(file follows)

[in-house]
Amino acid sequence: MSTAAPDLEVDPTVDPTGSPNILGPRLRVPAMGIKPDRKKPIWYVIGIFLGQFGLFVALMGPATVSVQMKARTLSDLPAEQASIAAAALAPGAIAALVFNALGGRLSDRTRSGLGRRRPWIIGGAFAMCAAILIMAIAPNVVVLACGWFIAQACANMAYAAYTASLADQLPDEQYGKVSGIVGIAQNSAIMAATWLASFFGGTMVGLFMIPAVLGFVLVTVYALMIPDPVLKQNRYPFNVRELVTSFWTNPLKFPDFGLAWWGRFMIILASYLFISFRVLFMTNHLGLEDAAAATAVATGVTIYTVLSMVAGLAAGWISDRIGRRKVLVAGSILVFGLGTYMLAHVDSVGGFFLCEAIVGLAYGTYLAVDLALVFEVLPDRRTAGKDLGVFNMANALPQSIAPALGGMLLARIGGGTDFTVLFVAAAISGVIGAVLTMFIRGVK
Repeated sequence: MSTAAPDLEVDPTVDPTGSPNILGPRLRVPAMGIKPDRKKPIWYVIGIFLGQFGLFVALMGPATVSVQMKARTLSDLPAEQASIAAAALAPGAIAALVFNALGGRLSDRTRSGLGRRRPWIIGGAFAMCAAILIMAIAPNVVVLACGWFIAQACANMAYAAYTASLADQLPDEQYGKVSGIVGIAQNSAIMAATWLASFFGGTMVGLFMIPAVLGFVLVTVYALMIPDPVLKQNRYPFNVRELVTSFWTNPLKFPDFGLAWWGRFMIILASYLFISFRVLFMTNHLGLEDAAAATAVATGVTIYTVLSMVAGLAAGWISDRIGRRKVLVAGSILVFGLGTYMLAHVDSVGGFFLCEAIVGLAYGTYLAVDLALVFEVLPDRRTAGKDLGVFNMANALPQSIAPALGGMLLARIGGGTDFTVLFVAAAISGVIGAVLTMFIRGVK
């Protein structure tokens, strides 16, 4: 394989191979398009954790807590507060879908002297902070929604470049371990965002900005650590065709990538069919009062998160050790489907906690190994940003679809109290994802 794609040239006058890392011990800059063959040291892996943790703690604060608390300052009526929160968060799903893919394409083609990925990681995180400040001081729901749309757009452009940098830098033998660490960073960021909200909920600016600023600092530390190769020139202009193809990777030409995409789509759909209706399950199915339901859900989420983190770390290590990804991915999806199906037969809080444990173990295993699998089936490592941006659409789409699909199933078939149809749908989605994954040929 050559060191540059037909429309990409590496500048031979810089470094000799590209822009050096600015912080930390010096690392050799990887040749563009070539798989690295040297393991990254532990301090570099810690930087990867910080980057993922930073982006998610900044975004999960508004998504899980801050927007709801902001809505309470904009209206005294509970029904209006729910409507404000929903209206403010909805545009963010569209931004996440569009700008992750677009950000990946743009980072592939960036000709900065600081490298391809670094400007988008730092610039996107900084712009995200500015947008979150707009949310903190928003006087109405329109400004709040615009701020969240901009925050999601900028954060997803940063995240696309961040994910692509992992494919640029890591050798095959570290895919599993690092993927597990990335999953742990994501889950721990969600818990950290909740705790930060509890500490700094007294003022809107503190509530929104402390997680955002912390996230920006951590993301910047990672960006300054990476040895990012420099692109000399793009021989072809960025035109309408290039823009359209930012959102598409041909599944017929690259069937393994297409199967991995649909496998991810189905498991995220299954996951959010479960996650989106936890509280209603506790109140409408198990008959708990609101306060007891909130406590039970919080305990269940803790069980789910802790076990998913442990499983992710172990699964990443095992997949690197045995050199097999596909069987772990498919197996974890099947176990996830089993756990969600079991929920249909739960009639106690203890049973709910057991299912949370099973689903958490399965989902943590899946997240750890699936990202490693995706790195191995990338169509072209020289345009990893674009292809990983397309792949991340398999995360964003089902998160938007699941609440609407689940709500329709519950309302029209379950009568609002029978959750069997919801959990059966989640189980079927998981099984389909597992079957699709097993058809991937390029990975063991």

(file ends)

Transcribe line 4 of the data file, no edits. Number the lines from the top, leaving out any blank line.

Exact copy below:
């Protein structure tokens, strides 16, 4: 394989191979398009954790807590507060879908002297902070929604470049371990965002900005650590065709990538069919009062998160050790489907906690190994940003679809109290994802 794609040239006058890392011990800059063959040291892996943790703690604060608390300052009526929160968060799903893919394409083609990925990681995180400040001081729901749309757009452009940098830098033998660490960073960021909200909920600016600023600092530390190769020139202009193809990777030409995409789509759909209706399950199915339901859900989420983190770390290590990804991915999806199906037969809080444990173990295993699998089936490592941006659409789409699909199933078939149809749908989605994954040929 050559060191540059037909429309990409590496500048031979810089470094000799590209822009050096600015912080930390010096690392050799990887040749563009070539798989690295040297393991990254532990301090570099810690930087990867910080980057993922930073982006998610900044975004999960508004998504899980801050927007709801902001809505309470904009209206005294509970029904209006729910409507404000929903209206403010909805545009963010569209931004996440569009700008992750677009950000990946743009980072592939960036000709900065600081490298391809670094400007988008730092610039996107900084712009995200500015947008979150707009949310903190928003006087109405329109400004709040615009701020969240901009925050999601900028954060997803940063995240696309961040994910692509992992494919640029890591050798095959570290895919599993690092993927597990990335999953742990994501889950721990969600818990950290909740705790930060509890500490700094007294003022809107503190509530929104402390997680955002912390996230920006951590993301910047990672960006300054990476040895990012420099692109000399793009021989072809960025035109309408290039823009359209930012959102598409041909599944017929690259069937393994297409199967991995649909496998991810189905498991995220299954996951959010479960996650989106936890509280209603506790109140409408198990008959708990609101306060007891909130406590039970919080305990269940803790069980789910802790076990998913442990499983992710172990699964990443095992997949690197045995050199097999596909069987772990498919197996974890099947176990996830089993756990969600079991929920249909739960009639106690203890049973709910057991299912949370099973689903958490399965989902943590899946997240750890699936990202490693995706790195191995990338169509072209020289345009990893674009292809990983397309792949991340398999995360964003089902998160938007699941609440609407689940709500329709519950309302029209379950009568609002029978959750069997919801959990059966989640189980079927998981099984389909597992079957699709097993058809991937390029990975063991």